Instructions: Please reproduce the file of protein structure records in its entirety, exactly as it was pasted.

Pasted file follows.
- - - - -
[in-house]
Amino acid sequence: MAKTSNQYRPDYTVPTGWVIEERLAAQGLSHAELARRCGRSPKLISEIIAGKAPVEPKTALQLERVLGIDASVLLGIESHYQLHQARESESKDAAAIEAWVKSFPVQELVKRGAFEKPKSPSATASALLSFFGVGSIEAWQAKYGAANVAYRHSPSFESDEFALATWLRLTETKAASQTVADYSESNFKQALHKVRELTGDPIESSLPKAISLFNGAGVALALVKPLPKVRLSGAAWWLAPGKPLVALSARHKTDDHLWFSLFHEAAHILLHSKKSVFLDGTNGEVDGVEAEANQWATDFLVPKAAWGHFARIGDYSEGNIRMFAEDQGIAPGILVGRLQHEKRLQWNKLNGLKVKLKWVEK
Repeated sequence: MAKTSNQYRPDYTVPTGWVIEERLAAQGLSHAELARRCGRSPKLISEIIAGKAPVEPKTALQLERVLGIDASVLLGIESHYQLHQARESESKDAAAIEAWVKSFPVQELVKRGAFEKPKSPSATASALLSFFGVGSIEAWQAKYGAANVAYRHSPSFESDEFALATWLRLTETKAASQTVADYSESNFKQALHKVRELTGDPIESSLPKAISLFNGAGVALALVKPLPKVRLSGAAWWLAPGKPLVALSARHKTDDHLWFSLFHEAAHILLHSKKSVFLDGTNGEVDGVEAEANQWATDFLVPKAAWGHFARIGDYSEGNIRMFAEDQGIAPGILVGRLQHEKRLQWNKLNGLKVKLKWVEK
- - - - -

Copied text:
[in-house]
Amino acid sequence: MAKTSNQYRPDYTVPTGWVIEERLAAQGLSHAELARRCGRSPKLISEIIAGKAPVEPKTALQLERVLGIDASVLLGIESHYQLHQARESESKDAAAIEAWVKSFPVQELVKRGAFEKPKSPSATASALLSFFGVGSIEAWQAKYGAANVAYRHSPSFESDEFALATWLRLTETKAASQTVADYSESNFKQALHKVRELTGDPIESSLPKAISLFNGAGVALALVKPLPKVRLSGAAWWLAPGKPLVALSARHKTDDHLWFSLFHEAAHILLHSKKSVFLDGTNGEVDGVEAEANQWATDFLVPKAAWGHFARIGDYSEGNIRMFAEDQGIAPGILVGRLQHEKRLQWNKLNGLKVKLKWVEK
Repeated sequence: MAKTSNQYRPDYTVPTGWVIEERLAAQGLSHAELARRCGRSPKLISEIIAGKAPVEPKTALQLERVLGIDASVLLGIESHYQLHQARESESKDAAAIEAWVKSFPVQELVKRGAFEKPKSPSATASALLSFFGVGSIEAWQAKYGAANVAYRHSPSFESDEFALATWLRLTETKAASQTVADYSESNFKQALHKVRELTGDPIESSLPKAISLFNGAGVALALVKPLPKVRLSGAAWWLAPGKPLVALSARHKTDDHLWFSLFHEAAHILLHSKKSVFLDGTNGEVDGVEAEANQWATDFLVPKAAWGHFARIGDYSEGNIRMFAEDQGIAPGILVGRLQHEKRLQWNKLNGLKVKLKWVEK